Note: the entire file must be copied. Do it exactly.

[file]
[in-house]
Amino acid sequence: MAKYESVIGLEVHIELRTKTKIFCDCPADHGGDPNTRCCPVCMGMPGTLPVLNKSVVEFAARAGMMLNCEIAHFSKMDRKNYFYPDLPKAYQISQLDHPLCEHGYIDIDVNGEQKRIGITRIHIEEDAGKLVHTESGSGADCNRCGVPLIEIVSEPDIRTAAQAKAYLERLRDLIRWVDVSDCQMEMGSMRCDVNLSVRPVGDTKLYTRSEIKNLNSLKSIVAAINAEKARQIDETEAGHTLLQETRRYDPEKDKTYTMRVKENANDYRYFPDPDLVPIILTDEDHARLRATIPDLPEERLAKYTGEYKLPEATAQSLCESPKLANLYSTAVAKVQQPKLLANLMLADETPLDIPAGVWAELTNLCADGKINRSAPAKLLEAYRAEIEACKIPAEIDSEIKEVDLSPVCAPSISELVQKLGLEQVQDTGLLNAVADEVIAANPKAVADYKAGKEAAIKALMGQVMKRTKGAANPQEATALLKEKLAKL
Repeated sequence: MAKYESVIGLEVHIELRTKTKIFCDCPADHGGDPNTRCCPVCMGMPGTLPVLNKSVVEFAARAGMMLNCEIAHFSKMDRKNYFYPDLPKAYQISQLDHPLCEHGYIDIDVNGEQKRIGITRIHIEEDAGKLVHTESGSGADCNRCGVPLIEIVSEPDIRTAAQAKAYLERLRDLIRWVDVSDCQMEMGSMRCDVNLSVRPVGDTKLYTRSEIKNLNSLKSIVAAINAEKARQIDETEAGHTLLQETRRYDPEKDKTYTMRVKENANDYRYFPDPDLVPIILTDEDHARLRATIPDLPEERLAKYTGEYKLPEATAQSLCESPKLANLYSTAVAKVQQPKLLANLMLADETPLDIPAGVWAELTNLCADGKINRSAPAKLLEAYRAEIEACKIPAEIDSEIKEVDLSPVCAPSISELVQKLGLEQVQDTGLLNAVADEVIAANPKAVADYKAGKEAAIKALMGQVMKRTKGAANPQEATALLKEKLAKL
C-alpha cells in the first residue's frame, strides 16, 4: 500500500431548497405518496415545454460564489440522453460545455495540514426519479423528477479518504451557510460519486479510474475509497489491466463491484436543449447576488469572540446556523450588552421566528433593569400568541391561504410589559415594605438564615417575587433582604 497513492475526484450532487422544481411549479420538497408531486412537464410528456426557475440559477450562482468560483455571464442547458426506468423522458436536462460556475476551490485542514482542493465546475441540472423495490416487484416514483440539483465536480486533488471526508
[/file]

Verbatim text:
[in-house]
Amino acid sequence: MAKYESVIGLEVHIELRTKTKIFCDCPADHGGDPNTRCCPVCMGMPGTLPVLNKSVVEFAARAGMMLNCEIAHFSKMDRKNYFYPDLPKAYQISQLDHPLCEHGYIDIDVNGEQKRIGITRIHIEEDAGKLVHTESGSGADCNRCGVPLIEIVSEPDIRTAAQAKAYLERLRDLIRWVDVSDCQMEMGSMRCDVNLSVRPVGDTKLYTRSEIKNLNSLKSIVAAINAEKARQIDETEAGHTLLQETRRYDPEKDKTYTMRVKENANDYRYFPDPDLVPIILTDEDHARLRATIPDLPEERLAKYTGEYKLPEATAQSLCESPKLANLYSTAVAKVQQPKLLANLMLADETPLDIPAGVWAELTNLCADGKINRSAPAKLLEAYRAEIEACKIPAEIDSEIKEVDLSPVCAPSISELVQKLGLEQVQDTGLLNAVADEVIAANPKAVADYKAGKEAAIKALMGQVMKRTKGAANPQEATALLKEKLAKL
Repeated sequence: MAKYESVIGLEVHIELRTKTKIFCDCPADHGGDPNTRCCPVCMGMPGTLPVLNKSVVEFAARAGMMLNCEIAHFSKMDRKNYFYPDLPKAYQISQLDHPLCEHGYIDIDVNGEQKRIGITRIHIEEDAGKLVHTESGSGADCNRCGVPLIEIVSEPDIRTAAQAKAYLERLRDLIRWVDVSDCQMEMGSMRCDVNLSVRPVGDTKLYTRSEIKNLNSLKSIVAAINAEKARQIDETEAGHTLLQETRRYDPEKDKTYTMRVKENANDYRYFPDPDLVPIILTDEDHARLRATIPDLPEERLAKYTGEYKLPEATAQSLCESPKLANLYSTAVAKVQQPKLLANLMLADETPLDIPAGVWAELTNLCADGKINRSAPAKLLEAYRAEIEACKIPAEIDSEIKEVDLSPVCAPSISELVQKLGLEQVQDTGLLNAVADEVIAANPKAVADYKAGKEAAIKALMGQVMKRTKGAANPQEATALLKEKLAKL
C-alpha cells in the first residue's frame, strides 16, 4: 500500500431548497405518496415545454460564489440522453460545455495540514426519479423528477479518504451557510460519486479510474475509497489491466463491484436543449447576488469572540446556523450588552421566528433593569400568541391561504410589559415594605438564615417575587433582604 497513492475526484450532487422544481411549479420538497408531486412537464410528456426557475440559477450562482468560483455571464442547458426506468423522458436536462460556475476551490485542514482542493465546475441540472423495490416487484416514483440539483465536480486533488471526508